Performing solo in a comedy or cabaret venue is very different to being part of a double act or ensemble. It's exposing and all the responsibility to entertain falls on your shoulders. While there are many things that will affect the mood and receptiveness of the audience to your act - ultimately when you get on stage it's you and them. Part of the learning curve is learning to deal with it sometimes not going well, but the more experienced you get the more you learn to manage your emotions and expectations before, during and after your set. Before going on stage there's a sense of anticipation - how are they going to receive you, who has already been spoken to in the audience, and how can you make your act seem bespoke to those people, that venue and that moment. I manage pre-show nerves by listening and watching the audience, MC and other acts as much as possible to gather information about the energy and mood of the event.
During the show there's a constantly flowing heightened feedback loop - as a performer I try to suss out the audience, find good light, look for potential pliable volunteers, listen to how the mic sounds, keep an awareness of the tech booth, pay attention to the wider atmosphere of the room and do my set all at the same time. If there are interruptions or unexpected sounds you have to make a split second judgement about whether acknowledging them is necessary and could help build rapport, or whether by singling out individuals you'll derail your set and make the rest of the audience uncomfortable. You get better at this the more you do it, but it's always a judgement call in the moment. For example someone may be shouting out or making noises involuntarily and not with the intention to interrupt your set - and this requires very different handling to a deliberate heckler.
Decisions as to how to respond have to be made very quickly and instinctively. Are people chatting instead of watching the show? You have to work out why as quickly as possible. The main reasons are likely to be:
They are not interested in the show, or in your act.
They are drunk.
They can't see what's happening on stage.
Something has happened that you can't see.
One person is translating or describing the show to another.
Each one of these needs a different response from the performer - perhaps not a verbal one, but an adjustment to either highlight, ignore or downplay what is happening in order not to alienate the rest of the audience. If one act is hostile or loses patience with an audience member that can really make it hard for the MC and other acts to bring the energy back up for the rest of the show. Most situations can be dealt with through confident body language and direct communication where necessary and while wannabe comics often worry disproportionately about being heckled, in my experience it doesn't happen very often.
I was fortunate that both my September and November shows were full of wonderful audience members who were a pleasure to spend time with. It was also a delight to work with a live pianist to bring some different elements to Ada's act, and so good to be able to perform live at all. The 'hangover' part of it surprised and moved me - a sort of post-show nerves based on fear of never doing it again, rather than fear of doing it at all. Like all performance nerves though, it shows just how much I cared, and continue to care about doing a good job.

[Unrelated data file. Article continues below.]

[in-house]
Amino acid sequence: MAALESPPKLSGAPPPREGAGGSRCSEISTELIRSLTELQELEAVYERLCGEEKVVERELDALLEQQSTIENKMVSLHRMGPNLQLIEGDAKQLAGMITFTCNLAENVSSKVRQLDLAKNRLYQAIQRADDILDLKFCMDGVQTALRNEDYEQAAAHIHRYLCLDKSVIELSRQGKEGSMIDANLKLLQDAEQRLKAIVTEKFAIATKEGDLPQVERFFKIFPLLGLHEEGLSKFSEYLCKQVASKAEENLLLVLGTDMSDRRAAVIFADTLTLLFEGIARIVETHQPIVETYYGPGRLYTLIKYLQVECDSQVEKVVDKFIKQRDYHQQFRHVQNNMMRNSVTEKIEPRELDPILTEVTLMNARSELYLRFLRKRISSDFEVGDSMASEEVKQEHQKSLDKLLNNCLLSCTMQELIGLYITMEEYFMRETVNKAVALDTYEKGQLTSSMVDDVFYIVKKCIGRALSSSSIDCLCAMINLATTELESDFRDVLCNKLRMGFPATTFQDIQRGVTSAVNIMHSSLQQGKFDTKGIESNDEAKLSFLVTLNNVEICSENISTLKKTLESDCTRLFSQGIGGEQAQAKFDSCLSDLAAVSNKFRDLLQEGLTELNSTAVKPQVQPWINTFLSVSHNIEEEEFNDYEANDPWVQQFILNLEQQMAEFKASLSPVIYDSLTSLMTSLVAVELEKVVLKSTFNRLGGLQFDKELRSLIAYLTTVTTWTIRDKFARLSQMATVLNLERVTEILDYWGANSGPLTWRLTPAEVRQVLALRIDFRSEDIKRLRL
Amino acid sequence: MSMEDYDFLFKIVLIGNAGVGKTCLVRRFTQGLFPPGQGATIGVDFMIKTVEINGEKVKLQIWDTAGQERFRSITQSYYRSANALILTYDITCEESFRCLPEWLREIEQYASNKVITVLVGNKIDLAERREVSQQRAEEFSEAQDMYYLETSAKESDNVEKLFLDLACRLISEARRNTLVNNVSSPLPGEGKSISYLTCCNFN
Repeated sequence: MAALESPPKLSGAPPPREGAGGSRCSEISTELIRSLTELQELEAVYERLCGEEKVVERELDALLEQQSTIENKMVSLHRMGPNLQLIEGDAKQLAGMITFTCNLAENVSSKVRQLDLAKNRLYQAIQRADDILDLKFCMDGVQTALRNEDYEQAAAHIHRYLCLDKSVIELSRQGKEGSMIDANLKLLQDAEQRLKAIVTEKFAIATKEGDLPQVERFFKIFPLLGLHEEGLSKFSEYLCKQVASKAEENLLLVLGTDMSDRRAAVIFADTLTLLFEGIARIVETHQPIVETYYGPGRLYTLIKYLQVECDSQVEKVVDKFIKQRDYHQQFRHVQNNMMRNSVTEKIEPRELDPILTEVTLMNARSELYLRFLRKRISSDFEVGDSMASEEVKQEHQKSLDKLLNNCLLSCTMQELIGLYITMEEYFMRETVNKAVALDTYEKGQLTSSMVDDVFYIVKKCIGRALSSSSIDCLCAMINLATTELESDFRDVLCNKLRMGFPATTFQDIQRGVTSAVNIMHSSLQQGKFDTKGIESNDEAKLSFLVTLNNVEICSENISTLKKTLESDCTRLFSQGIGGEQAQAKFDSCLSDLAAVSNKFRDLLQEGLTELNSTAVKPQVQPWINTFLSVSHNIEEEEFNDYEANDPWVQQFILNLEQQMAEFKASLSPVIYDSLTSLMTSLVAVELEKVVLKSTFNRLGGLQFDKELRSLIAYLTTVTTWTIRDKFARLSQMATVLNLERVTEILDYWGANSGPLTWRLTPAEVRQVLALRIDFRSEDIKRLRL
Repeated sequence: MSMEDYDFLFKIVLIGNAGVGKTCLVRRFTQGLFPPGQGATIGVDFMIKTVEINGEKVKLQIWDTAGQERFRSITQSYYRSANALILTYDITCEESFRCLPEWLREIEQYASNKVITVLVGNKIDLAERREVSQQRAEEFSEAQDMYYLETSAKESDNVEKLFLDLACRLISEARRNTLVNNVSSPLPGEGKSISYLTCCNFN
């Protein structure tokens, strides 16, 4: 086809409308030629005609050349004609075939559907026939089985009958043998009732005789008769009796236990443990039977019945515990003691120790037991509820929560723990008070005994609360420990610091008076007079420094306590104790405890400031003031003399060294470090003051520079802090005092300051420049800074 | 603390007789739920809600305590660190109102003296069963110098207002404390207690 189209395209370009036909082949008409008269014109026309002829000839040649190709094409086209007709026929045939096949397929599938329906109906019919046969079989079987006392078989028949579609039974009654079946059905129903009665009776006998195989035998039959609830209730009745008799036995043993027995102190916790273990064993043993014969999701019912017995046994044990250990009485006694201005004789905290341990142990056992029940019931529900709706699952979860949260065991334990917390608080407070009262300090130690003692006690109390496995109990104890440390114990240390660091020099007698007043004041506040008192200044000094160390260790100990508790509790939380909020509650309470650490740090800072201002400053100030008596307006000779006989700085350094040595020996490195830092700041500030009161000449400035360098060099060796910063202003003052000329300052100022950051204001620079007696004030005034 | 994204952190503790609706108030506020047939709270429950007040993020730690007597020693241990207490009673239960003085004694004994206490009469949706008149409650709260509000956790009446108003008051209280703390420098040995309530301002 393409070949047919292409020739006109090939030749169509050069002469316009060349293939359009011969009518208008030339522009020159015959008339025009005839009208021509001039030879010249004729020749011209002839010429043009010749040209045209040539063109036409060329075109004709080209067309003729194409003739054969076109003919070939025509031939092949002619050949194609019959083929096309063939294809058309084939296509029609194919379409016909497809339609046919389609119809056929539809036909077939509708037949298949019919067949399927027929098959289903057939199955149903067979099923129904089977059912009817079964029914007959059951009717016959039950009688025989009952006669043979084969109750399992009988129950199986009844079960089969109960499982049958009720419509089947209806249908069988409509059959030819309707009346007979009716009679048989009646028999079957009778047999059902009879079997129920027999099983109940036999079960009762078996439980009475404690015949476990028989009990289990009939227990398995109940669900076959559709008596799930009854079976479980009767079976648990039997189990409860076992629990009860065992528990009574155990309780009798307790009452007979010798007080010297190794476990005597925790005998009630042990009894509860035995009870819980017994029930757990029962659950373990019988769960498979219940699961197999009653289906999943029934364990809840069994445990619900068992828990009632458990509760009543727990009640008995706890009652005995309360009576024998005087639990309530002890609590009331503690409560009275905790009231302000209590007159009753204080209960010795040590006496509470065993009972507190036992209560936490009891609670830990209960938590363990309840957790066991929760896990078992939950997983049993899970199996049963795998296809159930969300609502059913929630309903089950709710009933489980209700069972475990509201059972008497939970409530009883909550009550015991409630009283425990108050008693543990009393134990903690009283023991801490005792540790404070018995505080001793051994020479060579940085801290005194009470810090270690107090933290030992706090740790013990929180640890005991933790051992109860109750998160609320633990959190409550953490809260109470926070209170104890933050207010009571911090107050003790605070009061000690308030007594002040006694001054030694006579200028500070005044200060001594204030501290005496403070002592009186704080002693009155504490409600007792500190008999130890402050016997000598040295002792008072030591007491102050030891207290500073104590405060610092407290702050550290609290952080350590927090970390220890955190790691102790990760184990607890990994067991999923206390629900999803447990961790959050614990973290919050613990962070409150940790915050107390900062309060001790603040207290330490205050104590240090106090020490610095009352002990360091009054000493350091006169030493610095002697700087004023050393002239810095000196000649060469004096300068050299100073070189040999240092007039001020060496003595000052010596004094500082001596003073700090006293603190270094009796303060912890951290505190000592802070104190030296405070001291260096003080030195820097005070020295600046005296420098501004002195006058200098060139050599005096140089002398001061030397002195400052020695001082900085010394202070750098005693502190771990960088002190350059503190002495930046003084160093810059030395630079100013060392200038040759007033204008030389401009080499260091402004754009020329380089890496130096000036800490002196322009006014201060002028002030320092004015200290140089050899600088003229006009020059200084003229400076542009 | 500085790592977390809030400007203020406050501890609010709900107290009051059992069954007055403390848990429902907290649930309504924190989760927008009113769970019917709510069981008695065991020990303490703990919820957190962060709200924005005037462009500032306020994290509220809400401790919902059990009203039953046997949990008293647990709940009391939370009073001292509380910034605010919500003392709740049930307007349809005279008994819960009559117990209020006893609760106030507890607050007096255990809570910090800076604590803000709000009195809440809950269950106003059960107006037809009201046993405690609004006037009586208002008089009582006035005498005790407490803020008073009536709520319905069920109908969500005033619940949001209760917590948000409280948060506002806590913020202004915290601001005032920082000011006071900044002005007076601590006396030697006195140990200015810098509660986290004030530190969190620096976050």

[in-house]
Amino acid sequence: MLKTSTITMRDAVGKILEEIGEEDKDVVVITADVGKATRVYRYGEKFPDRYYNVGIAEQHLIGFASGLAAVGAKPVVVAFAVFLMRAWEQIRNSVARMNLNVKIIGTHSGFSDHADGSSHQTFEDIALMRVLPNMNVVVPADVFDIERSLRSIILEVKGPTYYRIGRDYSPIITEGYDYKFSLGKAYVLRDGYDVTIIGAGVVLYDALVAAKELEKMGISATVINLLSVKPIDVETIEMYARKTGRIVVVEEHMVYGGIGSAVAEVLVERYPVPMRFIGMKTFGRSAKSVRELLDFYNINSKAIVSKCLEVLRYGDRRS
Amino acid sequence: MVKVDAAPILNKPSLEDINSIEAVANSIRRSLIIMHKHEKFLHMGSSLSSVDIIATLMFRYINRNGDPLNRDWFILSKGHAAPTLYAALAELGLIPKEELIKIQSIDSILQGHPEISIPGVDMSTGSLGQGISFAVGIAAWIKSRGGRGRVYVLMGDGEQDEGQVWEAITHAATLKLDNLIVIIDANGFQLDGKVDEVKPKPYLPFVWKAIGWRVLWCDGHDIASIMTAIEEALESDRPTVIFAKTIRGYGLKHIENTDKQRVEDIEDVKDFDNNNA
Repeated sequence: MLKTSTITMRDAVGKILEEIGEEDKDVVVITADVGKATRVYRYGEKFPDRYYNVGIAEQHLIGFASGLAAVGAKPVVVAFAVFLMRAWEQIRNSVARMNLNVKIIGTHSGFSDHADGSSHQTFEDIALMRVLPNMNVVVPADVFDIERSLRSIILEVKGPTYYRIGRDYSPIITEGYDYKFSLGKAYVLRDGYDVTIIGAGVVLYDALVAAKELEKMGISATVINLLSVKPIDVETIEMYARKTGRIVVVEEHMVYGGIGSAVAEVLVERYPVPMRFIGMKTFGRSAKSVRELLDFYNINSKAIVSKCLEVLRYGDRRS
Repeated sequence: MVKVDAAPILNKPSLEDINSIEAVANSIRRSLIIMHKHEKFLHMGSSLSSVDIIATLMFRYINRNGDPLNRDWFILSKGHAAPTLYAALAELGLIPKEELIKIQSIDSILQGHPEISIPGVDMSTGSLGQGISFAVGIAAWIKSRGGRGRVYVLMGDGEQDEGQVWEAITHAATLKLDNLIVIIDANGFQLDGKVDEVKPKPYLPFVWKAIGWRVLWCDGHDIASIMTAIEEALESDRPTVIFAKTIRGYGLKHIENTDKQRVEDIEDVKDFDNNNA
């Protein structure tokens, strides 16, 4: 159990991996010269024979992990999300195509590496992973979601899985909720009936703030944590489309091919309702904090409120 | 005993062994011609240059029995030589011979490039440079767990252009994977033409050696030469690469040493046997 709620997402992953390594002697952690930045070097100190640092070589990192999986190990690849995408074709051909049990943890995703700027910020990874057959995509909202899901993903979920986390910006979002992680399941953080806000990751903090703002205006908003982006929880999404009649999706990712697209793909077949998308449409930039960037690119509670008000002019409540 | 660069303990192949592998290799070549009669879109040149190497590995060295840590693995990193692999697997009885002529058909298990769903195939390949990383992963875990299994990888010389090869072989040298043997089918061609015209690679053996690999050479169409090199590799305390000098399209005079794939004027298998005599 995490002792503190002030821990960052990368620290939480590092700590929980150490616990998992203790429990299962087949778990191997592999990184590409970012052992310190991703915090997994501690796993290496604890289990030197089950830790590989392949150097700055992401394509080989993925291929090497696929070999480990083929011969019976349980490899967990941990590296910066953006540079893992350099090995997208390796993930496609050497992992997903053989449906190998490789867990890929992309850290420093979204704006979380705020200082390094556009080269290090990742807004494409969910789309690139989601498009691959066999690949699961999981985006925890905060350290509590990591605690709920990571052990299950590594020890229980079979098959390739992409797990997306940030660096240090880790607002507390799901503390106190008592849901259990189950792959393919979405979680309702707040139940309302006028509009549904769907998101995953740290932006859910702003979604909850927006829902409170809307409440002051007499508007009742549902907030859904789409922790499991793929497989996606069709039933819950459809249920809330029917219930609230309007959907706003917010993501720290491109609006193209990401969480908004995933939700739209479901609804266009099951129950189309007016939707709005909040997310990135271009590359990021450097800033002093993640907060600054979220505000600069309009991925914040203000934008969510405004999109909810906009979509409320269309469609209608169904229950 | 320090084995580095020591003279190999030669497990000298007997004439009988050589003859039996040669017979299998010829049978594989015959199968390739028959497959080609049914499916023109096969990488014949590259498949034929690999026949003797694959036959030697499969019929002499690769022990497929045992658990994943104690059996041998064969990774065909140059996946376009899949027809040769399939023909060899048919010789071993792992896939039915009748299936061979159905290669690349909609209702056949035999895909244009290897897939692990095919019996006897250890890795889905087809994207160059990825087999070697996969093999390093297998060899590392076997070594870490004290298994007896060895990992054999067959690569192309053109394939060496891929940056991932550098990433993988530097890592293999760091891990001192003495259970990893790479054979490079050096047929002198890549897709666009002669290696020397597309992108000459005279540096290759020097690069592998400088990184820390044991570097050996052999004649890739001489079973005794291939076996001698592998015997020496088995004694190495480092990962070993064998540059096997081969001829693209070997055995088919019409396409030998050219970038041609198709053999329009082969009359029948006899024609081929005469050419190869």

Here's to the next gig, whenever it is! In the meantime you can see a clip from my September show below:
Part of the joy of research is finding surprises in archives, newspapers, autobiographies and ephemera.
Often these stories don't fit the narrative of whatever writing task is at hand at that moment and so get forgotten, but since 2017 I've been thrilled to give many of them a wider audience on BBC Radio 3's Time Traveller series - broadcast every morning just after 10am as part of the live Essential Classics programme on Radio 3 and then subsequently collated into themes for the Time Traveller podcast. Through this series I've been able to tell over twenty stories from the past about magic, art, sport, theatre, music, dance, and of course the suffrage campaign.
This article was published in the Observer newspaper on 24th August 2014 - it was originally published by the same paper on 24th August 1986 and is about the vote of the Magic Circle, the International Brotherhood of Magicians, in that year on whether to allow female magicians to become members of the organisation.
The past fortnight has been very exciting!
I've found myself doing fortune telling gigs as Ada Campe quite a lot recently and it's been really fun researching and even more fun creating my own methods!
I did a lot of research on cold reading and traditional methods of fortune telling - all fascinating stuff. Having also learnt to do and perform a bit of Mentalism in my magic shows helped too. In Glasgow at the Britannia Panoptican - a fabulous old music hall that I heartily recommend you visit - I had my first encounter with a tarot card reader and found it very interesting watching her and seeing how she worked the whole encounter.
As it's intended for amusement purposes only I don't use tarot cards or do palmistry or anything that people have heard of and therefore might believe.
I've created my own cards and methods which are intended to be so blatantly silly that hopefully no one will take them to heart - although as I've discovered this means that people think I'm double bluffing them and am in fact psychic. I'm not. I'm just interested in people, want to amuse them and have discovered that with enough ambiguity, you can make anything seem relevant.
Feedback from events so far includes:
"Spookily accurate", " What a fun idea!" "You are a little bit psychic, aren't you?", "Spot on!", "That's amazing!" and
"They really are chickens, aren't they!"
Basically it involves me telling lots of strangers how lovely they are and to have confidence in themselves... an asset at any event, surely?
Thoughts, reflections, bits of research